Thursday, 16 August 2007

The undiagnosed: men benefit most as disparity evens out

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According to a RAND Corporation study, fewer and fewer diabetics are going undiagnosed these days. Specifically, the gap has closed dramatically over the last twenty-five years. So much so that Hispanics and African Americans are now no more likely than whites to be undiagnosed. Good news, to be sure.

And the news is especially good for men. James P. Smith, who authored the study, says that twenty-five years ago about fifty percent of men with diabetes did not even know they had the disease. Jump forward to 1999-2002, however, and the number drops to about twenty percent.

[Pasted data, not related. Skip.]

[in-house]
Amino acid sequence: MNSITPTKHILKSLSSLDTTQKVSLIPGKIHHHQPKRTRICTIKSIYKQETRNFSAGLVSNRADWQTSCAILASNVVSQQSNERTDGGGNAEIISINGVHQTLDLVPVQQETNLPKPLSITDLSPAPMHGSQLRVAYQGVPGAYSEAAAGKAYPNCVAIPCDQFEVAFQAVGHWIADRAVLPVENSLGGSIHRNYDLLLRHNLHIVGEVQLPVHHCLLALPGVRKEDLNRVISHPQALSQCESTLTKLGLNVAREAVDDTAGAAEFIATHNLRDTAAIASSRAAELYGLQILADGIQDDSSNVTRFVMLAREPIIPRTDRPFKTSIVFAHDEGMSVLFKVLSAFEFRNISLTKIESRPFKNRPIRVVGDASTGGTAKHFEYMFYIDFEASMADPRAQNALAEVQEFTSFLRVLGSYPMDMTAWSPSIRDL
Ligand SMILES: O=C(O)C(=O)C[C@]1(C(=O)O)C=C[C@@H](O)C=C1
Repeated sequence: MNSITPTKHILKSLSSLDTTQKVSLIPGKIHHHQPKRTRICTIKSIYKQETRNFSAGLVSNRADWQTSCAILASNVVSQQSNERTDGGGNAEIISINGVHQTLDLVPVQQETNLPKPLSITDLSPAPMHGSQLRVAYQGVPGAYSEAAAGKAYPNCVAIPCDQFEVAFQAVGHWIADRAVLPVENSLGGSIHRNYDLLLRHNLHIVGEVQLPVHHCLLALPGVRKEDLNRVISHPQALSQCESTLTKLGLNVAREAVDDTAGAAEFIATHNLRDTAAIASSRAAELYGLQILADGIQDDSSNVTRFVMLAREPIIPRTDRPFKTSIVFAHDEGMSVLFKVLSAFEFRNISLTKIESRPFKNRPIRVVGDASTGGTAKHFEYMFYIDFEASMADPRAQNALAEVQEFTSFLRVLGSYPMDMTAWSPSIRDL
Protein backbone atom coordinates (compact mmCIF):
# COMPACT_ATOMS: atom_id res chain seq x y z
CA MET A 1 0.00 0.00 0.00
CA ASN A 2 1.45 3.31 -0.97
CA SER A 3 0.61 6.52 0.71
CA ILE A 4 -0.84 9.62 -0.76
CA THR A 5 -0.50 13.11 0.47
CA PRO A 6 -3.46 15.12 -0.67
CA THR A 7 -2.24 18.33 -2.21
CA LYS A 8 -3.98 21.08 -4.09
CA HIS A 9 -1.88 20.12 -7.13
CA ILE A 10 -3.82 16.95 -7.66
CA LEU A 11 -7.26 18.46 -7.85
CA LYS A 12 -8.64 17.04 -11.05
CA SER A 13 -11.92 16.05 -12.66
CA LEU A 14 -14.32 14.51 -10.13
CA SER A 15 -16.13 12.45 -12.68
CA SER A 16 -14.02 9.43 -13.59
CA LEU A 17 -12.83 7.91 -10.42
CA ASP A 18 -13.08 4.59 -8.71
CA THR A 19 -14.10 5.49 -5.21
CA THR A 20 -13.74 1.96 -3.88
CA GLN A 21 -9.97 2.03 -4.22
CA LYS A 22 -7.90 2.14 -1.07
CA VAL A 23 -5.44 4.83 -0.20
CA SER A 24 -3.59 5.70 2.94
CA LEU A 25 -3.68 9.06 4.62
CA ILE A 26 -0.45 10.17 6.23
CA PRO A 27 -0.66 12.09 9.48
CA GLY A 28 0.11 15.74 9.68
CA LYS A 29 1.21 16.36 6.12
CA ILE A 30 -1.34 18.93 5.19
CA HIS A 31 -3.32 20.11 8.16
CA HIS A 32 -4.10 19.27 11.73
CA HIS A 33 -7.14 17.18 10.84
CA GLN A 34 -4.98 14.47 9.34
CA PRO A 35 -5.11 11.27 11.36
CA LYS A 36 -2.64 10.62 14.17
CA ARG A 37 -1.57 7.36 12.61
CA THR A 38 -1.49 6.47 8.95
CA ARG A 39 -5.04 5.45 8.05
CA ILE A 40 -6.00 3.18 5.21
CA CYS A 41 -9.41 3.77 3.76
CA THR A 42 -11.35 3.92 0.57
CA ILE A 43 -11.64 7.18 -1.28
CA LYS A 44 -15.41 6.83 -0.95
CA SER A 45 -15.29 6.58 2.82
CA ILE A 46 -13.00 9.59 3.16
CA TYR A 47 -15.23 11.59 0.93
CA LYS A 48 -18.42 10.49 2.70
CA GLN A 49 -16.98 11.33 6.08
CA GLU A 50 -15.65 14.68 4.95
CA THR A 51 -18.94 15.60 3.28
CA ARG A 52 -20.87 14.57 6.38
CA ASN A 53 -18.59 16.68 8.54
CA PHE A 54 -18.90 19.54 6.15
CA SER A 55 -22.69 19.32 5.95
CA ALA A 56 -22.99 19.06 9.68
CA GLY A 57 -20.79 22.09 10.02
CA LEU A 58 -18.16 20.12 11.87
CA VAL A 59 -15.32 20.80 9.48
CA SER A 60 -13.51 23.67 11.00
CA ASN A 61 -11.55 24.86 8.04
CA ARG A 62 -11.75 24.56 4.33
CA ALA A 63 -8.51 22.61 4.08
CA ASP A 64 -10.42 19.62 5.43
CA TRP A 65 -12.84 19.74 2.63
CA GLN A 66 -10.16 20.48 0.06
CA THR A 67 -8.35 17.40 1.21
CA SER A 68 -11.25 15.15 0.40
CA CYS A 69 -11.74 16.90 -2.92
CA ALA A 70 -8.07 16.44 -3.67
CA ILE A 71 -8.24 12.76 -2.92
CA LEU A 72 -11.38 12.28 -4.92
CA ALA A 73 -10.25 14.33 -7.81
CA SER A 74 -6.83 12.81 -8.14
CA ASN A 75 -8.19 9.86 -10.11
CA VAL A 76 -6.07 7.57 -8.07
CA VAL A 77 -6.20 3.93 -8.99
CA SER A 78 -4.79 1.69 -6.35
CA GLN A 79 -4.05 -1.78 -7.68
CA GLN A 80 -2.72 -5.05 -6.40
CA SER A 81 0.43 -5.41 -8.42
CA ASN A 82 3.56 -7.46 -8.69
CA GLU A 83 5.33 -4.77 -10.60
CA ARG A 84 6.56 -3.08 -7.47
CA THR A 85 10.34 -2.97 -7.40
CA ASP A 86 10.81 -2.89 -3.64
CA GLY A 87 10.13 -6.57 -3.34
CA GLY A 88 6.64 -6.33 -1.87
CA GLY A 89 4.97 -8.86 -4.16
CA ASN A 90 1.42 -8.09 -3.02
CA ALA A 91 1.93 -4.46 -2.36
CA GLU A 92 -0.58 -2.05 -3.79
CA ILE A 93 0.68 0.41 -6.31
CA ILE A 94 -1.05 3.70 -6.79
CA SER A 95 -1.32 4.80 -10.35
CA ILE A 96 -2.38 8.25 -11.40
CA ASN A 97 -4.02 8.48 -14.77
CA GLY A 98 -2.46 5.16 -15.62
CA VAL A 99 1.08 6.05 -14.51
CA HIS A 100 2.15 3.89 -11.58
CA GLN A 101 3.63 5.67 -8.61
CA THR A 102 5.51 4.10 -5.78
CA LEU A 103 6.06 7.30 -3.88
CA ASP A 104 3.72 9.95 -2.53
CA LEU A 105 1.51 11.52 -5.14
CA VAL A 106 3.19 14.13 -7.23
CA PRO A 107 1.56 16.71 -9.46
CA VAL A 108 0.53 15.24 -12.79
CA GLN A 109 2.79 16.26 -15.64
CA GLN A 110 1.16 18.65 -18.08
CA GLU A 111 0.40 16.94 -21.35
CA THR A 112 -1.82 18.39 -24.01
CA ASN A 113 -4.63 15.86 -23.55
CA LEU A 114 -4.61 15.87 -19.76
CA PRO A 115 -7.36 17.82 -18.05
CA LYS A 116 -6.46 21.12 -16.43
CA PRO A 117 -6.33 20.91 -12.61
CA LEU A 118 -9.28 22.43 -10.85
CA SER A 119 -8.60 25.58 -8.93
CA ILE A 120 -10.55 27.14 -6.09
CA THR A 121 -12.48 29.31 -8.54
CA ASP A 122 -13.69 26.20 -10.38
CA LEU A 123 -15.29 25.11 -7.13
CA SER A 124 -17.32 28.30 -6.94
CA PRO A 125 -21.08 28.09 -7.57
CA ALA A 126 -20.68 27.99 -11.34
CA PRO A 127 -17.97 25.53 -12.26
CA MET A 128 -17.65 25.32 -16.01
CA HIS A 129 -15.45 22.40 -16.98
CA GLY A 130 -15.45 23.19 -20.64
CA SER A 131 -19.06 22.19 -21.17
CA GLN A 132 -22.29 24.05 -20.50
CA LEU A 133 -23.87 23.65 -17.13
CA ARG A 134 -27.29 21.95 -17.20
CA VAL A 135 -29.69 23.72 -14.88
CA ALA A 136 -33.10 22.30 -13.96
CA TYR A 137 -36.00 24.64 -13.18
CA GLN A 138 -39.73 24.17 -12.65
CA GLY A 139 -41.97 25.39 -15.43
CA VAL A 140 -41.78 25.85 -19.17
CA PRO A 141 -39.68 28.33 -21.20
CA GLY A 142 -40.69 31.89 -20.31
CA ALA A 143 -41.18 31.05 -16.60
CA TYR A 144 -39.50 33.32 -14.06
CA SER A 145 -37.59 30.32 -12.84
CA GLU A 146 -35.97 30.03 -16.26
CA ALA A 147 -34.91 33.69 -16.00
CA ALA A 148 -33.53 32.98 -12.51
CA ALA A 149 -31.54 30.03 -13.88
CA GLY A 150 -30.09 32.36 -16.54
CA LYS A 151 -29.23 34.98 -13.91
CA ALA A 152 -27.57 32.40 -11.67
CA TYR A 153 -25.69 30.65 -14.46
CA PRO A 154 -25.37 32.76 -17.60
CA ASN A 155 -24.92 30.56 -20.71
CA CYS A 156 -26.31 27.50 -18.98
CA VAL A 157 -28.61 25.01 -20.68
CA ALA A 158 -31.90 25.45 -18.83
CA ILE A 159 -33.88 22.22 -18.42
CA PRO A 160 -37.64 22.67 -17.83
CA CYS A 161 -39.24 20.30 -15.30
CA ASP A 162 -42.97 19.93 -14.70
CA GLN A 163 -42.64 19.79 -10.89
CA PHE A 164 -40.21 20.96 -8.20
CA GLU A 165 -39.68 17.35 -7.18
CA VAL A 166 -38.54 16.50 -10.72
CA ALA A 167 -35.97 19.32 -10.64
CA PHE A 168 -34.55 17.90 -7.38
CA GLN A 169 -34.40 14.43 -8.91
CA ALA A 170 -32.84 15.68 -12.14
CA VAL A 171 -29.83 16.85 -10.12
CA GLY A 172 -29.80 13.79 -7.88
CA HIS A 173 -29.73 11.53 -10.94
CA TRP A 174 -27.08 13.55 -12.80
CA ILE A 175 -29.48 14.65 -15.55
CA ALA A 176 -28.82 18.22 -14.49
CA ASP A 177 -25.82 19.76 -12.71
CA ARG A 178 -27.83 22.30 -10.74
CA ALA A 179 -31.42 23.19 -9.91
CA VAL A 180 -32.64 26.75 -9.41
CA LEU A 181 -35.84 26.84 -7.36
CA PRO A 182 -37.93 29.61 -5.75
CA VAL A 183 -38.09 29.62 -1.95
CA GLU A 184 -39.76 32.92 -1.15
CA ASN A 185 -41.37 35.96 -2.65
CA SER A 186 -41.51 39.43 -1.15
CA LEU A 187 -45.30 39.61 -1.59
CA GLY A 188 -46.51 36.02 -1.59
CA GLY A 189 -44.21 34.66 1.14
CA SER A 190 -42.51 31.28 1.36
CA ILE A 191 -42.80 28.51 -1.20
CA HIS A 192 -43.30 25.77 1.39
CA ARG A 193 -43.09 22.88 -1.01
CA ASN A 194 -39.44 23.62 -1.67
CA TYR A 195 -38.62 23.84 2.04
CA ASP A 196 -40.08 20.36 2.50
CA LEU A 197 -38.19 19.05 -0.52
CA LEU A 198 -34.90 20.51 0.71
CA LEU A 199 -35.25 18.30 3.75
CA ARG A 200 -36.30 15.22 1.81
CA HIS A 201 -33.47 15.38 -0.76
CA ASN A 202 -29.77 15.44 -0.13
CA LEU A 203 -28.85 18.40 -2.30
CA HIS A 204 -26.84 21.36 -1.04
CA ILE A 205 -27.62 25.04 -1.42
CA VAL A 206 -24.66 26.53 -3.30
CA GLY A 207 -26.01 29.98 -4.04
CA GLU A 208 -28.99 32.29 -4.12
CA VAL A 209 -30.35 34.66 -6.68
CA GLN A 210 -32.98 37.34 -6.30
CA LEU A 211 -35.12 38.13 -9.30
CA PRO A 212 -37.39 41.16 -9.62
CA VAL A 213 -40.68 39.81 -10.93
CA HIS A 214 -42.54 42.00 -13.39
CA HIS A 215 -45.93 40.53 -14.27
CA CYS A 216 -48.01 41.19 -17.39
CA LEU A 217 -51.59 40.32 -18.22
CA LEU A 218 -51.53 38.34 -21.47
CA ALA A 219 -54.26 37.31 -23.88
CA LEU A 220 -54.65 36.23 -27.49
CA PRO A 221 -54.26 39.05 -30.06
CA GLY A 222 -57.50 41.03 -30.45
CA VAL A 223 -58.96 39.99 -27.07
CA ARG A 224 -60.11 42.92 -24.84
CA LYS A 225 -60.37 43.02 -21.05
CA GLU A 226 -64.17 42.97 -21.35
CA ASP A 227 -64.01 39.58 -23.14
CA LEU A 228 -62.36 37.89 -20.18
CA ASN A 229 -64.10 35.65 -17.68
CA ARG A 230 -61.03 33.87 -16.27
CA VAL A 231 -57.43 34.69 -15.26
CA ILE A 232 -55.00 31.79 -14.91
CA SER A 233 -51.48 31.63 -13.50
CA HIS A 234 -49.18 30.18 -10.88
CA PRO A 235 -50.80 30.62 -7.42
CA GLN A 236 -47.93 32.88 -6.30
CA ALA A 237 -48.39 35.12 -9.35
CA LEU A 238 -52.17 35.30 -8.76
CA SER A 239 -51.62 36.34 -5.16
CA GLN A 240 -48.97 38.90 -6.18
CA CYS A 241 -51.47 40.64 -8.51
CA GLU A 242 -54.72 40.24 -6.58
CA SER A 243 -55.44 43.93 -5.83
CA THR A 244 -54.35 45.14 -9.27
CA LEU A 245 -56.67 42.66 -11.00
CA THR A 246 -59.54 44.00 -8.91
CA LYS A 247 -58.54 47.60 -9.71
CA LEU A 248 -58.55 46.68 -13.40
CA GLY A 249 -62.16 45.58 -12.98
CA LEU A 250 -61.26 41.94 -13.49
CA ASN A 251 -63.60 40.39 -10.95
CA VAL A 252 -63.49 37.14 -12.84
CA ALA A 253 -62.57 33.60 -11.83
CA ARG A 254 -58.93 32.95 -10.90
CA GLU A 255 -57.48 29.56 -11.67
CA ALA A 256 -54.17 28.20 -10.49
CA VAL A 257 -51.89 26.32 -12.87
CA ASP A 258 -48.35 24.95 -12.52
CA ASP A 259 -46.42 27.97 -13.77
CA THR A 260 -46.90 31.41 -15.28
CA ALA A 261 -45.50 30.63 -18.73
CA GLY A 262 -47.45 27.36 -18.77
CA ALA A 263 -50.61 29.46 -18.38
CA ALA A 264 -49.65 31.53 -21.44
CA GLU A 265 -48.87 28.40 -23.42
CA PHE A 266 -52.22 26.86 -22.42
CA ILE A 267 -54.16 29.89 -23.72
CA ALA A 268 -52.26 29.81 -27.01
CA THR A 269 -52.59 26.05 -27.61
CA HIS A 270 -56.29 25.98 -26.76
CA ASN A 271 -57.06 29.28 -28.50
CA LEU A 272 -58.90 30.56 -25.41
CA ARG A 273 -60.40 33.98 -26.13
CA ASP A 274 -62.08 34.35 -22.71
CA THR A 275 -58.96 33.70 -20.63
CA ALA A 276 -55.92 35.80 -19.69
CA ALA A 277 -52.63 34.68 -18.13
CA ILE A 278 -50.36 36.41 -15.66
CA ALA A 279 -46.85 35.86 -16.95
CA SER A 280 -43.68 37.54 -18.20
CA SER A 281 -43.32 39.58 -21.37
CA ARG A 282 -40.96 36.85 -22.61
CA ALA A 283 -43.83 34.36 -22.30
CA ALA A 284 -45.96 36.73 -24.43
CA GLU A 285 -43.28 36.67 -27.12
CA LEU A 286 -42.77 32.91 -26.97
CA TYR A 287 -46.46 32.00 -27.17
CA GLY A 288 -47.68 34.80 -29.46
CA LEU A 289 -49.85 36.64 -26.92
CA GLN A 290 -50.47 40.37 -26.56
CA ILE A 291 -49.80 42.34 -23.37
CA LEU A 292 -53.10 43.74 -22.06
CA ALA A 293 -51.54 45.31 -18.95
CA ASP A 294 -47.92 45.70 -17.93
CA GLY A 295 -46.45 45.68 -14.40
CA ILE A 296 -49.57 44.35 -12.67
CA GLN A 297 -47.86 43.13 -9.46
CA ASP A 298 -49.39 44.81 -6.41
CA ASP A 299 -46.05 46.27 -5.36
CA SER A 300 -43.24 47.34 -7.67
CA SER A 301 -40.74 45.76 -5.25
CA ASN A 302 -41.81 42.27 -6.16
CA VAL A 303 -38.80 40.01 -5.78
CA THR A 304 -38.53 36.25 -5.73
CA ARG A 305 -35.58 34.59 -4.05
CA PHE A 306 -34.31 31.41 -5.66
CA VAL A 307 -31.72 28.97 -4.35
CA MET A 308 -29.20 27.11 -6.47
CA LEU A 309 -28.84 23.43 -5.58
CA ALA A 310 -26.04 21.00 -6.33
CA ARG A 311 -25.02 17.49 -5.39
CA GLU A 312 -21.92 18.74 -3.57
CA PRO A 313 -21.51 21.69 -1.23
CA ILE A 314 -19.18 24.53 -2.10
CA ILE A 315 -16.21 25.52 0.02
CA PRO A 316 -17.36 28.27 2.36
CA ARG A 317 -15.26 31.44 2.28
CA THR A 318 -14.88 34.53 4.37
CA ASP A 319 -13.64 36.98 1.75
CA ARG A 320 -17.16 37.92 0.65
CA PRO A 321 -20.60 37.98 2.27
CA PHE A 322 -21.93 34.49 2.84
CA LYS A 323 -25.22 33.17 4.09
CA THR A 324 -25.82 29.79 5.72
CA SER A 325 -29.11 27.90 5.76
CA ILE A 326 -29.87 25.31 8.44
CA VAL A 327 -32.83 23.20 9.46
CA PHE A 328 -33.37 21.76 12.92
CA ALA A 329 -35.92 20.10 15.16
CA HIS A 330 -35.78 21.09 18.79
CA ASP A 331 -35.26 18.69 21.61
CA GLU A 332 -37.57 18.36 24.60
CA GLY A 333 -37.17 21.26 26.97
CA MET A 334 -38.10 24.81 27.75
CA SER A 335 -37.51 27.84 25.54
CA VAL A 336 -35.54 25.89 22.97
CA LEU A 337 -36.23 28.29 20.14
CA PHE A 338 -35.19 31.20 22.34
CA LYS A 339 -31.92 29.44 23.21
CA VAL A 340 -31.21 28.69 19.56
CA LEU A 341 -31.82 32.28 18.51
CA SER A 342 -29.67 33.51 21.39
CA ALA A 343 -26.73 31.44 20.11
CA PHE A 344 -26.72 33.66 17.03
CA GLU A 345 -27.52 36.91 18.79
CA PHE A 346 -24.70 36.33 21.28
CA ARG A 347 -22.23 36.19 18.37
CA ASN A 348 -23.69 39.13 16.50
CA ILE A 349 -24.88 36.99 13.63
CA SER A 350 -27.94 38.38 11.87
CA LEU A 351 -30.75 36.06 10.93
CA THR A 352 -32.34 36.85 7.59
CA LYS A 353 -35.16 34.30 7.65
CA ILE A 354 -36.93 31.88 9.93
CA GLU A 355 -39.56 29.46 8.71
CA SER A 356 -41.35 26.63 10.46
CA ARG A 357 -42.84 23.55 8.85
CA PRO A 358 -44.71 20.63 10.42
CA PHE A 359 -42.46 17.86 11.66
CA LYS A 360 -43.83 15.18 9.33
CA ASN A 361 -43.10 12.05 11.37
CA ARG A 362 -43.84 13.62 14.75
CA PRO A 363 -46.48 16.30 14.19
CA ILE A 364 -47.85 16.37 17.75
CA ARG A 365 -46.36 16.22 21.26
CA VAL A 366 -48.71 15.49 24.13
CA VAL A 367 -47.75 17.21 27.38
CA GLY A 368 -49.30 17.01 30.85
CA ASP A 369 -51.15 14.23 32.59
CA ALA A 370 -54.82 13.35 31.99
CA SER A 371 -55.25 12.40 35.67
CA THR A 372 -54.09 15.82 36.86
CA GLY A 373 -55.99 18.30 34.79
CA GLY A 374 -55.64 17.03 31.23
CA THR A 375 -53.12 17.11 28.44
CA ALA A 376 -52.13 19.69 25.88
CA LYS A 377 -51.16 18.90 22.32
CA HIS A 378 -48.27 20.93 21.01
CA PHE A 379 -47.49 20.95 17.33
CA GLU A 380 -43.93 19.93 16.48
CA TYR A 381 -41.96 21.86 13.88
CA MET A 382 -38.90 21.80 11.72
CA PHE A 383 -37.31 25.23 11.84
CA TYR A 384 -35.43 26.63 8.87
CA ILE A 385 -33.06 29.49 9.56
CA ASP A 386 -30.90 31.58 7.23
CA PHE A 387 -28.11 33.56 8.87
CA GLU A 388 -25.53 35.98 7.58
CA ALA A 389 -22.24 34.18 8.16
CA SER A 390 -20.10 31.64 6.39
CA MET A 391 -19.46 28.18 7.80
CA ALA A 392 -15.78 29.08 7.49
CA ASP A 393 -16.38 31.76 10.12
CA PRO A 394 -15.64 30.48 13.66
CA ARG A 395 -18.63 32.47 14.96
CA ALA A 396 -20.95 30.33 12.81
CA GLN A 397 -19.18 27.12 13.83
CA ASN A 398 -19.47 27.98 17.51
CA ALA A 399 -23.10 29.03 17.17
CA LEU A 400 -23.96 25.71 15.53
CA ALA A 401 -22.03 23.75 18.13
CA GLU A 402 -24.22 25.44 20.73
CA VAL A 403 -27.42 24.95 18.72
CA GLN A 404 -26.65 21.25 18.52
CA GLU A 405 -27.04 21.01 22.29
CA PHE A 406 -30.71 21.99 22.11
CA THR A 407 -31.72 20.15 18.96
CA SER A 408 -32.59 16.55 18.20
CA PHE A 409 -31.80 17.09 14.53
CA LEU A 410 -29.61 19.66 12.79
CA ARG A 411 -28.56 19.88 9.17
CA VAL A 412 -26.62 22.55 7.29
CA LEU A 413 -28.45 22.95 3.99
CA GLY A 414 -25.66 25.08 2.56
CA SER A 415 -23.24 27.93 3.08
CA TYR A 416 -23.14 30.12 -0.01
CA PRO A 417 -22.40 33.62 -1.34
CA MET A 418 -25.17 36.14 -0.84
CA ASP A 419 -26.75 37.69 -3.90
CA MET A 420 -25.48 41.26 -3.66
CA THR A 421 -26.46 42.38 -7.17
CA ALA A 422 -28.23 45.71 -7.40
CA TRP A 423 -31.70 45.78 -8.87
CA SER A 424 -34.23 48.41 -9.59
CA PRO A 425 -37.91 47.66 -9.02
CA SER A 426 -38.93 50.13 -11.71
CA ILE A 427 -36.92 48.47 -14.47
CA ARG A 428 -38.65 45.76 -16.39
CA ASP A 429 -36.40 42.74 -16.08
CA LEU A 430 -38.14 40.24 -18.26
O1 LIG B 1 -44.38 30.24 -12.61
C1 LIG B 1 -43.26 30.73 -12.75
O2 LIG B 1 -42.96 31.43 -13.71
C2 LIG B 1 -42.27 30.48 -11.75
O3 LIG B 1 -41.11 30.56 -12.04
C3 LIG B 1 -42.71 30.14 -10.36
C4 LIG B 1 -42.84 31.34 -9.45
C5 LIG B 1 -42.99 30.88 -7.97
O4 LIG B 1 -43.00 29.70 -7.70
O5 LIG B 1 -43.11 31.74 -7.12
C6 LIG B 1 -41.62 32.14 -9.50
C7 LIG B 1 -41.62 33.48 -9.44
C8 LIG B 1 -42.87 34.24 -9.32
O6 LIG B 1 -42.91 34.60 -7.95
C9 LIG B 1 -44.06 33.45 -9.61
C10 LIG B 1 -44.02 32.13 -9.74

Smith concludes that even though ethnic and gender disparities remain, we are certainly doing a lot better at getting people diagnosed and into treatment. Diabetes programs that target minorities can take a lot of the credit for this shift, Smith believes.

On the down side, the less-educated people among us are much more likely to go undiagnosed and, when diagnosed, are less likely to successfully incorporate lifestyle changes required to manage the disease. Also of concern, Smith says, is the fact that even though obese people are at a high risk for diabetes, they nevertheless are more likely to have undiagnosed diabetes than are slimmer people.

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